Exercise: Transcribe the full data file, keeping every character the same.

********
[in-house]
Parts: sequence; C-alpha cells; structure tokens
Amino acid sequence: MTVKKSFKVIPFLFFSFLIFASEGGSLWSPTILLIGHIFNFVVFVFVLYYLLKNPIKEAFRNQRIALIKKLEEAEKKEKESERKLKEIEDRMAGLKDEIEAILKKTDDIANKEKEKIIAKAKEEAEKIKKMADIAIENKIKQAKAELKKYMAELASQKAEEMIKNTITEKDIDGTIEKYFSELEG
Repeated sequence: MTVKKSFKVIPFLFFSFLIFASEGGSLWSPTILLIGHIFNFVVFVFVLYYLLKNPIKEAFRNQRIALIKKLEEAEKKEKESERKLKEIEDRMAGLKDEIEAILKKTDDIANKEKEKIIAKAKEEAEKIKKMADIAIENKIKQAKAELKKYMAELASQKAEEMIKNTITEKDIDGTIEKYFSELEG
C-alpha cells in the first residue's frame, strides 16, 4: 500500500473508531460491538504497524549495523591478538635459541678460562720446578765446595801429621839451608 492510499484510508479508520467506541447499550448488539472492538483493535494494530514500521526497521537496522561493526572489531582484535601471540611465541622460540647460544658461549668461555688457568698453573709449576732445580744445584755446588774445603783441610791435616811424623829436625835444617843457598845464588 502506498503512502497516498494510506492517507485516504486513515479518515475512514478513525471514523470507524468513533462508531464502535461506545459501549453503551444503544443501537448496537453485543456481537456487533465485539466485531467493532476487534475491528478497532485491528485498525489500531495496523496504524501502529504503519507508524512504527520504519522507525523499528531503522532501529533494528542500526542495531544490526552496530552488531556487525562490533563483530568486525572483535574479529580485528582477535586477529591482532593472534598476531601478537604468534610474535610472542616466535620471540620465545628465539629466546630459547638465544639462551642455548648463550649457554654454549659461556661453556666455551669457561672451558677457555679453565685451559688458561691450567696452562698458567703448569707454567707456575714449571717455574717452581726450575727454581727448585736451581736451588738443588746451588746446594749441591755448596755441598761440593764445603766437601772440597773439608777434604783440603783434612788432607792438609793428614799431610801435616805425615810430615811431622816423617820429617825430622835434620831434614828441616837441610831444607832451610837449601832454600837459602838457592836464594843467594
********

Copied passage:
[in-house]
Parts: sequence; C-alpha cells; structure tokens
Amino acid sequence: MTVKKSFKVIPFLFFSFLIFASEGGSLWSPTILLIGHIFNFVVFVFVLYYLLKNPIKEAFRNQRIALIKKLEEAEKKEKESERKLKEIEDRMAGLKDEIEAILKKTDDIANKEKEKIIAKAKEEAEKIKKMADIAIENKIKQAKAELKKYMAELASQKAEEMIKNTITEKDIDGTIEKYFSELEG
Repeated sequence: MTVKKSFKVIPFLFFSFLIFASEGGSLWSPTILLIGHIFNFVVFVFVLYYLLKNPIKEAFRNQRIALIKKLEEAEKKEKESERKLKEIEDRMAGLKDEIEAILKKTDDIANKEKEKIIAKAKEEAEKIKKMADIAIENKIKQAKAELKKYMAELASQKAEEMIKNTITEKDIDGTIEKYFSELEG
C-alpha cells in the first residue's frame, strides 16, 4: 500500500473508531460491538504497524549495523591478538635459541678460562720446578765446595801429621839451608 492510499484510508479508520467506541447499550448488539472492538483493535494494530514500521526497521537496522561493526572489531582484535601471540611465541622460540647460544658461549668461555688457568698453573709449576732445580744445584755446588774445603783441610791435616811424623829436625835444617843457598845464588 502506498503512502497516498494510506492517507485516504486513515479518515475512514478513525471514523470507524468513533462508531464502535461506545459501549453503551444503544443501537448496537453485543456481537456487533465485539466485531467493532476487534475491528478497532485491528485498525489500531495496523496504524501502529504503519507508524512504527520504519522507525523499528531503522532501529533494528542500526542495531544490526552496530552488531556487525562490533563483530568486525572483535574479529580485528582477535586477529591482532593472534598476531601478537604468534610474535610472542616466535620471540620465545628465539629466546630459547638465544639462551642455548648463550649457554654454549659461556661453556666455551669457561672451558677457555679453565685451559688458561691450567696452562698458567703448569707454567707456575714449571717455574717452581726450575727454581727448585736451581736451588738443588746451588746446594749441591755448596755441598761440593764445603766437601772440597773439608777434604783440603783434612788432607792438609793428614799431610801435616805425615810430615811431622816423617820429617825430622835434620831434614828441616837441610831444607832451610837449601832454600837459602838457592836464594843467594